Tuesday, October 2, 2012

9/13/12 Ben Bailey, Tim Almeter and Dario Josef

I hadn’t yet rounded the final bend in the road that kept me from seeing The Comedy Club, but I worried. Summer was almost over, and things were starting to pick back up. Would this be the night? Would Ben Bailey, the comic, be a huge draw? Would Ben Bailey, host of tv’s “Cash Cab,” bring in a crowd?  I had my answer soon enough when I found myself parked on the far side of the pizza parlor next door. The lot was full, the tables were full; Ben Bailey was the man. A weekend of good shows and entertaining audience interactions solidified that impression.

I made a decision a few weeks ago not to talk about the MCs unless they were new to the role, new to the club, just to avoid becoming redundant. I’m deviating from that because I need to talk about Dario. I have seen Dario perform on six nights out of seven this week, and he is on fire. I’ve watched him take real risks, blending new jokes in with some tried and true material, and it’s paying off. The time he’s spending doing improv has made his crowd work quicker, less mainstream. His stage presence is more natural; his eyes are no longer on his feet. The transformation is a pleasure to watch and I find myself laughing every time.

Tim Almeter, like Dario, is also a local comic on the rise. Finishing third in this year’s Funniest Person in Rochester Contest, Tim takes the stage with an attitude of fearlessness. He assumes the audience will find him funny, and they do. He jumps right in to material that can be polarizing: talking about our differences. First up is the Indian woman on the train platform whose son said he wasn’t going to be a doctor, like some white person, to which she replied, “Shh. They’re right there.” Then on to a story about his coworker’s fear (Deer are afraid of white people. Black people are afraid of deer. White people are afraid of black people.) and the discovery of an anti-Semitic golf cart (Who’s on the golf course good-time hatin’ Jews?). Tim talks about things both common (speaking to your cat, wrinkling your girlfriend’s underwear) and curious (being “regal” at the bar) at a speed that occasionally requires you to play the joke back in your brain to make sure you caught it. Both these guys can be found easily on Facebook, or seen live at various open mics and Laugh Riot productions. It is well worth your time to seek them out.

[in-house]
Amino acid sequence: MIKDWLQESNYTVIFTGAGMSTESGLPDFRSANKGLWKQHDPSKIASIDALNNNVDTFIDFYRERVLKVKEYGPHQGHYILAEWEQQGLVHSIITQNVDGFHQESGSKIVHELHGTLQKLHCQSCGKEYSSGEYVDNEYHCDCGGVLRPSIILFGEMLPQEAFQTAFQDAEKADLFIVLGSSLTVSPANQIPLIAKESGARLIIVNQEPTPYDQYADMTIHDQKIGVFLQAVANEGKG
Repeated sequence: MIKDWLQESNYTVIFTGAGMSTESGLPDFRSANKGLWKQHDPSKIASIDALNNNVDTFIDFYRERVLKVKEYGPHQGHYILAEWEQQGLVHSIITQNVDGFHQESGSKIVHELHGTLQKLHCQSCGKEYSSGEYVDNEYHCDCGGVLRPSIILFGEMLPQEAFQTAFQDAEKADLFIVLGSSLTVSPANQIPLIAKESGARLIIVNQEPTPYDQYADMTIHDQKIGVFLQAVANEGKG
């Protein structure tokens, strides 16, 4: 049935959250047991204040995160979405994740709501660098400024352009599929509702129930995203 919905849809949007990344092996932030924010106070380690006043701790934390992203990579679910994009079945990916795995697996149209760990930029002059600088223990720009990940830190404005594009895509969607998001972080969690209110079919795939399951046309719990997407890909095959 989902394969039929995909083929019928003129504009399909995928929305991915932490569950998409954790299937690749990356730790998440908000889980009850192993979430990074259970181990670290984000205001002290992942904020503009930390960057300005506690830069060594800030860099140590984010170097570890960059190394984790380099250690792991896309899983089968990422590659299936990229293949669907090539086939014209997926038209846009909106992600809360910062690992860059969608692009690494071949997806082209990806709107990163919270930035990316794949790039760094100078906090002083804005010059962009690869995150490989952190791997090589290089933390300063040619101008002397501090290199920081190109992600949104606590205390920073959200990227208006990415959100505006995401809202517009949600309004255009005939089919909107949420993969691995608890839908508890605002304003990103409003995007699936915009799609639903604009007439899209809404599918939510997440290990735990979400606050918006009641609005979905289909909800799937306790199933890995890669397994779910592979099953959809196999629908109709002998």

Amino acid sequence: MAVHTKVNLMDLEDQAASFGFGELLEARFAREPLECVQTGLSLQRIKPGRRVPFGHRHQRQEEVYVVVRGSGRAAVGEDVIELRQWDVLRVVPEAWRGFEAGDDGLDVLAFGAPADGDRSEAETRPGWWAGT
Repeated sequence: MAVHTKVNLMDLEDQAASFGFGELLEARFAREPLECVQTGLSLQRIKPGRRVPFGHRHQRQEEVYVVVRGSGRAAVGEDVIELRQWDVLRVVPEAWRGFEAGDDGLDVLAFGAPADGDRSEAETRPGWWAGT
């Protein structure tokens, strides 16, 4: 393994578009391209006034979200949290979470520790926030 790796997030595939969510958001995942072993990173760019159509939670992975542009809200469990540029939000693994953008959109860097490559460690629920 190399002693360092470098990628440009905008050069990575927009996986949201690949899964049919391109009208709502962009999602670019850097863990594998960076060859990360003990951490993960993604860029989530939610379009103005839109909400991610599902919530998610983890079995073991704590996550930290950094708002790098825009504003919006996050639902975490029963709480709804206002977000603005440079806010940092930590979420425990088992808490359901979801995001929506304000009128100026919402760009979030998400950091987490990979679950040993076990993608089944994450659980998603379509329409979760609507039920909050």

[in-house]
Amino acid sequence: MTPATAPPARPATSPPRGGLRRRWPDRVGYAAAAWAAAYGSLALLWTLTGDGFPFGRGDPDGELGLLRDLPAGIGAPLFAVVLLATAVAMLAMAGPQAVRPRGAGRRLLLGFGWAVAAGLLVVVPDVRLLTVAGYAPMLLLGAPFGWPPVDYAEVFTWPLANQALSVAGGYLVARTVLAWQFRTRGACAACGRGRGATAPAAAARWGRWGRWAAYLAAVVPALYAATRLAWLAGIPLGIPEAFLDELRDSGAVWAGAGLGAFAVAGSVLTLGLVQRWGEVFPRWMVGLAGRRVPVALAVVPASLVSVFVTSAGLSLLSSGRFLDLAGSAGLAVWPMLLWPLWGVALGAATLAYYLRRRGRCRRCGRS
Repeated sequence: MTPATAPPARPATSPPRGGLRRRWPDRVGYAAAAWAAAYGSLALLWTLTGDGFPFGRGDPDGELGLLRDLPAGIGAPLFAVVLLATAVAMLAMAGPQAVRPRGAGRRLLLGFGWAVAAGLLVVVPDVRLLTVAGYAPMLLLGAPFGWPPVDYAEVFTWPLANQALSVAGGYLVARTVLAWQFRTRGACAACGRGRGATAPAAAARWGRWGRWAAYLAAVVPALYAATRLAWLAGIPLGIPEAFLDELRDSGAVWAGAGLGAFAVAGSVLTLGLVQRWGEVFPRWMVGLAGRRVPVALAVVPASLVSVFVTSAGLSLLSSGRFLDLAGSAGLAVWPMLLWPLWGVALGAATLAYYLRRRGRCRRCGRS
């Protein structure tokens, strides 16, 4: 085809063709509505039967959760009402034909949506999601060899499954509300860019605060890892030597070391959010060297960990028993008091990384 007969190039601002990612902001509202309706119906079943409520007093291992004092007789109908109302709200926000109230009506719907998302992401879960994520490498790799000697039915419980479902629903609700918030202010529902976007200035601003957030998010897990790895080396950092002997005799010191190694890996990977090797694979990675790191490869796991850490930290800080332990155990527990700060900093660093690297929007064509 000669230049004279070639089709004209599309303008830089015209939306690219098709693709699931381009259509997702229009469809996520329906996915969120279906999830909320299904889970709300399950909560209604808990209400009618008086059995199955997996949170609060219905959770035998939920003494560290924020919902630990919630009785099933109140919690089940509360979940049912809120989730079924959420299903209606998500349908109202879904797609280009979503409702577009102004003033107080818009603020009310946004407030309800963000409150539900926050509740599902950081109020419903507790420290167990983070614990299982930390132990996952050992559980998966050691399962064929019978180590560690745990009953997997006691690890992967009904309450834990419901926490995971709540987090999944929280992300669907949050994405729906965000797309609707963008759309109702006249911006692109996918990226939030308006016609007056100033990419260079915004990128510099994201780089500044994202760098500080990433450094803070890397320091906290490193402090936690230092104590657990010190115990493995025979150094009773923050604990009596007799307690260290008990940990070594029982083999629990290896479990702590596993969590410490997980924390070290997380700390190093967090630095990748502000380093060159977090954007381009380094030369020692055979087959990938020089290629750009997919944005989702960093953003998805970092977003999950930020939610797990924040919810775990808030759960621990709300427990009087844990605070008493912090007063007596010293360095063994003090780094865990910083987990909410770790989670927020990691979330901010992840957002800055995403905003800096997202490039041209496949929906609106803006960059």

Ben Bailey began by acknowledging the potential confusion that might result for people who had only ever seen him on “Cash Cab.”  He apologized for having hair, pointed out that tv isn’t real. “Know what else isn’t real? I’m not a cab driver.” He did a long riff on the guy down the road selling dirt and then proceeded to show us he’d done his homework on Rochester, noting that he was downtown earlier (just me, no one else. Tumbleweed, tumbleweed, government worker, one lone guy making Xerox copies) and checked out the Genesee (thought he’d found a beer river).